A water source could be tainted for a variety of reasons, including stormwater runoff, an imbalance of nutrients or poor infrastructure management. Eric Sokol, a public involvement specialist at Burns & McDonnell, says implementing smart technology in the Lake Erie region is key to solving water concerns.
“Each basin of Lake Erie has a variety of water quality concerns to monitor,” Sokol says.
The western basin mainly deals with a surplus of nitrogen and phosphorus, leading to harmful algal blooms, while the central basin sees water contamination from combined sewer overflows. The eastern basin is monitored for the presence of heavy metals that could taint water quality.
Water quality in Lake Erie is maintained through the various technologies already implemented. Smart buoys monitor water conditions to identify the underlying issues that are diminishing the lake’s water quality.
Buoys collect data through sensors and webcams to efficiently check conditions and communicate the health of a body of water.
Data transmitted from the smart buoys is processed and analyzed to monitor conditions that might lead to potential water issues.
Any impending water concerns are then communicated to the public or appropriate organizations, creating safer and more efficient water systems.
Producing Real Solutions
Cleveland Water Alliance works with a consortium of private and public sector partners who monitor wave height, E. coli levels, temperature and turbidity in Lake Erie. Bryan Stubbs, executive director of Cleveland Water Alliance, says the data serves to inform from a reactionary standpoint but will hopefully lead to more proactive and mitigating action in the future.
One biennial event attempts to ease the burden of finding solutions for maintaining water quality. Erie Hack, a program created and managed by the Alliance, which leverages partners throughout the basin, results in ideas to resolve issues swirling around drinking water and monitoring technologies that keep the resource safe. Bringing together consumers and water sector professionals, this competition calls for participating teams to research and present water solutions, as well as provides more than $100,000 in technology acceleration awards.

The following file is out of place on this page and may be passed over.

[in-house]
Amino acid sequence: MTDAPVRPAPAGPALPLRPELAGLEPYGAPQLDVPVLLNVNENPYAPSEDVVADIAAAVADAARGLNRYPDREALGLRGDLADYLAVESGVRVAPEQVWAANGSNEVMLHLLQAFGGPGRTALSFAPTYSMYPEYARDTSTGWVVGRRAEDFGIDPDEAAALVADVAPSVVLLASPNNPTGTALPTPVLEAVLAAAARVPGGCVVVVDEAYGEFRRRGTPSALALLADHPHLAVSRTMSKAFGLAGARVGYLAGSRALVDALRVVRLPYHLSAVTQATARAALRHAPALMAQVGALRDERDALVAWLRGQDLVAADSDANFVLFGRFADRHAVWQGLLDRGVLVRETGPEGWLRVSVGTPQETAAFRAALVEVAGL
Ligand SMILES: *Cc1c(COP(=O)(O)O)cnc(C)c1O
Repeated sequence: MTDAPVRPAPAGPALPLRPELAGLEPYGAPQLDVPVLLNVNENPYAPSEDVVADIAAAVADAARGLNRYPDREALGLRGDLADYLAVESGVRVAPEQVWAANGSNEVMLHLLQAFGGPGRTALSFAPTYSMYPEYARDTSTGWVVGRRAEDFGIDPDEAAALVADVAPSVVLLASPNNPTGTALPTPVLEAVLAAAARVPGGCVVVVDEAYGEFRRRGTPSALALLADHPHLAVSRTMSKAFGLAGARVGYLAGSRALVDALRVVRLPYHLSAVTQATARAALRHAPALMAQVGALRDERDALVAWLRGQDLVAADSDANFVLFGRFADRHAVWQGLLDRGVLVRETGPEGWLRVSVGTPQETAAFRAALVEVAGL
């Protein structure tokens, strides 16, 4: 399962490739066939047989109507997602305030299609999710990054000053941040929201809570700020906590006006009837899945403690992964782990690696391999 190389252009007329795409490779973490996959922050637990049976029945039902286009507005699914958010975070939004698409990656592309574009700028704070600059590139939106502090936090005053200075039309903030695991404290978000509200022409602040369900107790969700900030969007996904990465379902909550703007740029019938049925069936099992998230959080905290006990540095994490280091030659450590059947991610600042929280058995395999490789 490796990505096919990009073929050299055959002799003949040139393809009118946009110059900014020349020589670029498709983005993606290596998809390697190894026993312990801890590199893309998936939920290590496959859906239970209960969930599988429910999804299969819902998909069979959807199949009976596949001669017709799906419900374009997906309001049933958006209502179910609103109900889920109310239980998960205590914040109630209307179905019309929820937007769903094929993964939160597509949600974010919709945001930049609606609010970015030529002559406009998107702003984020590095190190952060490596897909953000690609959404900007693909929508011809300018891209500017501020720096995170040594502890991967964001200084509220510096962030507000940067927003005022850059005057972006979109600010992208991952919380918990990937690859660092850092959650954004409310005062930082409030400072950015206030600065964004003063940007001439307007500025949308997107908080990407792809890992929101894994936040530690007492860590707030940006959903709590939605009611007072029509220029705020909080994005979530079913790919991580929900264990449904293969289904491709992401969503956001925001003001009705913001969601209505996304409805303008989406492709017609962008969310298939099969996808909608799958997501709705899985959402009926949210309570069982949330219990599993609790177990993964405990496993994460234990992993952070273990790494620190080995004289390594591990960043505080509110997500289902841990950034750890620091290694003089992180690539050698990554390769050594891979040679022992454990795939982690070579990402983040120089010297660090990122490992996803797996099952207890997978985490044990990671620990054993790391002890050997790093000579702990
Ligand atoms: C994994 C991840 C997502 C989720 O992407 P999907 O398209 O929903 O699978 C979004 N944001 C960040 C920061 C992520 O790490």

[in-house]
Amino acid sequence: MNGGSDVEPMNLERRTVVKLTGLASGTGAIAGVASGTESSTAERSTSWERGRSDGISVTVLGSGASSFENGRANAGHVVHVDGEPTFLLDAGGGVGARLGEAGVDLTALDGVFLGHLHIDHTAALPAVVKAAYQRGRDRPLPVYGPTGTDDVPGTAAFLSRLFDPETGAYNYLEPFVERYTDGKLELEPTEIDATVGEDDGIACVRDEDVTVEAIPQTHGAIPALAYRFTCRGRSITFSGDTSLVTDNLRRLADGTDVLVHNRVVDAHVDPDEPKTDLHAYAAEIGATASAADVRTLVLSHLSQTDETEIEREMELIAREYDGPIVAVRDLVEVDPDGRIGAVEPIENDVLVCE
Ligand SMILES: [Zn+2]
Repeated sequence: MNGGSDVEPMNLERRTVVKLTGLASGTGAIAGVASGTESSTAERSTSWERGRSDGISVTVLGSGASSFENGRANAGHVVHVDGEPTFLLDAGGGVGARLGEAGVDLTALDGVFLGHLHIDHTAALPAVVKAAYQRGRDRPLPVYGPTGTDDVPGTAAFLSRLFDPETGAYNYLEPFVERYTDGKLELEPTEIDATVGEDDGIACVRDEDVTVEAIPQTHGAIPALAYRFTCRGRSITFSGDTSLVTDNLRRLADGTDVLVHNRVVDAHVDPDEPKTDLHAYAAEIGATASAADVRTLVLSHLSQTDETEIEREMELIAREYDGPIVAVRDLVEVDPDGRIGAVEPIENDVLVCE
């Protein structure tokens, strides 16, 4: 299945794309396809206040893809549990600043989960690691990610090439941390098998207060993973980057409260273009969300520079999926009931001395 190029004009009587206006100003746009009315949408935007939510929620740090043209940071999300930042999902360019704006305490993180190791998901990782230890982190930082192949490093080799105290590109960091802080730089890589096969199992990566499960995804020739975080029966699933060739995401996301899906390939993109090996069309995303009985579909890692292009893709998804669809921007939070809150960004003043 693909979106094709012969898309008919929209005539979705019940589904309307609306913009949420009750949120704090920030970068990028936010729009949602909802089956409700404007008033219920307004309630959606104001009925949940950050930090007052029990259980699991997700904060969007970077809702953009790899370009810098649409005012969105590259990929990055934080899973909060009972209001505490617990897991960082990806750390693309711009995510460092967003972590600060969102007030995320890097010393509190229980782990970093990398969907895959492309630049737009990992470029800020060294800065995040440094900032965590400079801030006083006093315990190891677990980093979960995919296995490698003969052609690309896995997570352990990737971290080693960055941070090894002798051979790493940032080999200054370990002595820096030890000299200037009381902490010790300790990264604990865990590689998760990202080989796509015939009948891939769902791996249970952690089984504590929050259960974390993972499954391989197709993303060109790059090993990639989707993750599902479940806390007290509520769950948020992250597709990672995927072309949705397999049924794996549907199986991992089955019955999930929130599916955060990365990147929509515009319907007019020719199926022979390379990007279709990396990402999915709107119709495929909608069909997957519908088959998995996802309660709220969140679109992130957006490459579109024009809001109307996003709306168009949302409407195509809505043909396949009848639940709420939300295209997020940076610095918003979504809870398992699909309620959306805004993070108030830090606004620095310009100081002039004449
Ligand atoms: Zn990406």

“Cleveland Water Alliance approaches economic development through the lens of water,” Stubbs says. “By bringing together different leaders in the industry, we are able to share innovation, technologies and the workforce to fully utilize resources.”
A testament to the progress made through Erie Hack, small, golf-ball sized smart buoys in development — equipped with sensors and webcams — will transmit real-time water quality data reporting turbidity, wave height and bacteria levels, among other items. The current, larger smart buoys face the challenge of frozen waters forcing the buoys to be pulled for the winter. The smaller buoys will be able to stay in year‑round, regardless of weather.
A Robust Opportunity
According to Cleveland Water Alliance, Lake Erie supports a $15.1 billion tourism industry, meaning water issues must be closely monitored to avoid a negative financial impact in the region.
“The Great Lakes region provides an incredible opportunity to solve the issues associated with maintaining clean water,” Sokol says. “The Lake Erie area boasts a huge shipping, fishing and tourism industry. Work in the water sector brings together municipalities and communities to form a lake propelled by innovative technologies.”
According to an estimate made by the Great Lakes Commission based on expected projects, nearly $10 billion will be needed in the next two decades to maintain water, stormwater and wastewater infrastructure in the Great Lakes area. Unfortunately, Sokol says, water infrastructure in the smaller communities making up much of the region often lacks the regular maintenance of larger communities.
Even with such complex issues surrounding the water industry, the future for continued clean water looks promising. Pairing regional and global experiences with the latest smart technology can improve communities in the Great Lakes region and beyond by catching issues earlier. Smart technology, along with larger, longer‑term water infrastructure projects, can help design and maintain more efficient water systems.
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